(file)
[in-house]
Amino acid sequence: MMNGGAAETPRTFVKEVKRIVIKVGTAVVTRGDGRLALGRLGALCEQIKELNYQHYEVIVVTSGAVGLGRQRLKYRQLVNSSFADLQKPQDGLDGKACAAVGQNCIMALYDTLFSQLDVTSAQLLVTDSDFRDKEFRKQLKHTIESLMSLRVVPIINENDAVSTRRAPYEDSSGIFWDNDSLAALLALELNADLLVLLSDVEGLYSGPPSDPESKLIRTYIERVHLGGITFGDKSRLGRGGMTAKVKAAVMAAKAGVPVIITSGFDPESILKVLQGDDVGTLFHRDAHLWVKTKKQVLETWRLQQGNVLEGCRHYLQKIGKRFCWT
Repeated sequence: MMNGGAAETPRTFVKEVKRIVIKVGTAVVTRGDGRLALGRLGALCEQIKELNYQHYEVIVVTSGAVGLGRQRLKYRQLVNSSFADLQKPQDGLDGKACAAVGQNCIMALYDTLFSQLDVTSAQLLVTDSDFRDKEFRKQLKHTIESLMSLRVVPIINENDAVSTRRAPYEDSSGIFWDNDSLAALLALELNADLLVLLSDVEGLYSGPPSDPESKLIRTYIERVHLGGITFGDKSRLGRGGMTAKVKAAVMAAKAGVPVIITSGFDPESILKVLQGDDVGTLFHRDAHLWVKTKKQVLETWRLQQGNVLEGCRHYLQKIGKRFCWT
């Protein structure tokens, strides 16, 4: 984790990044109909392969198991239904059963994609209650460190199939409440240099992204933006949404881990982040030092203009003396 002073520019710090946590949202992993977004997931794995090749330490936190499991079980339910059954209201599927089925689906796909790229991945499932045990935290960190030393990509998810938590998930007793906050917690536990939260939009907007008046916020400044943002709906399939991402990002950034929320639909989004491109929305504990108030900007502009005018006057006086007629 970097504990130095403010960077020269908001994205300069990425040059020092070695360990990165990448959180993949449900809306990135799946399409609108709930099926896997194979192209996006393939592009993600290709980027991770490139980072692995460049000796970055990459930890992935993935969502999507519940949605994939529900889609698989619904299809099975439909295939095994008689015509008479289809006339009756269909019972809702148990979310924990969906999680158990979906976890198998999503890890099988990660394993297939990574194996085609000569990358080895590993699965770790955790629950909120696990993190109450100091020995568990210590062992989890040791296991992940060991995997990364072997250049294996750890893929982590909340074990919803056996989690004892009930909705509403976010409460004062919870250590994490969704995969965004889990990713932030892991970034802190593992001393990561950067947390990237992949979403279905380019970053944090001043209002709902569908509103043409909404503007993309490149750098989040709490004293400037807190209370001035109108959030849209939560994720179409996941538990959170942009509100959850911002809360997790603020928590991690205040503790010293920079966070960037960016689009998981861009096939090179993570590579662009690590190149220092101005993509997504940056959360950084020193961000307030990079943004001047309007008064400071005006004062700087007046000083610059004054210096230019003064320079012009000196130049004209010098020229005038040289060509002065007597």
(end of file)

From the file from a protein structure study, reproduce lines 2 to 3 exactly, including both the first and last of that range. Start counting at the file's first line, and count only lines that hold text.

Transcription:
Amino acid sequence: MMNGGAAETPRTFVKEVKRIVIKVGTAVVTRGDGRLALGRLGALCEQIKELNYQHYEVIVVTSGAVGLGRQRLKYRQLVNSSFADLQKPQDGLDGKACAAVGQNCIMALYDTLFSQLDVTSAQLLVTDSDFRDKEFRKQLKHTIESLMSLRVVPIINENDAVSTRRAPYEDSSGIFWDNDSLAALLALELNADLLVLLSDVEGLYSGPPSDPESKLIRTYIERVHLGGITFGDKSRLGRGGMTAKVKAAVMAAKAGVPVIITSGFDPESILKVLQGDDVGTLFHRDAHLWVKTKKQVLETWRLQQGNVLEGCRHYLQKIGKRFCWT
Repeated sequence: MMNGGAAETPRTFVKEVKRIVIKVGTAVVTRGDGRLALGRLGALCEQIKELNYQHYEVIVVTSGAVGLGRQRLKYRQLVNSSFADLQKPQDGLDGKACAAVGQNCIMALYDTLFSQLDVTSAQLLVTDSDFRDKEFRKQLKHTIESLMSLRVVPIINENDAVSTRRAPYEDSSGIFWDNDSLAALLALELNADLLVLLSDVEGLYSGPPSDPESKLIRTYIERVHLGGITFGDKSRLGRGGMTAKVKAAVMAAKAGVPVIITSGFDPESILKVLQGDDVGTLFHRDAHLWVKTKKQVLETWRLQQGNVLEGCRHYLQKIGKRFCWT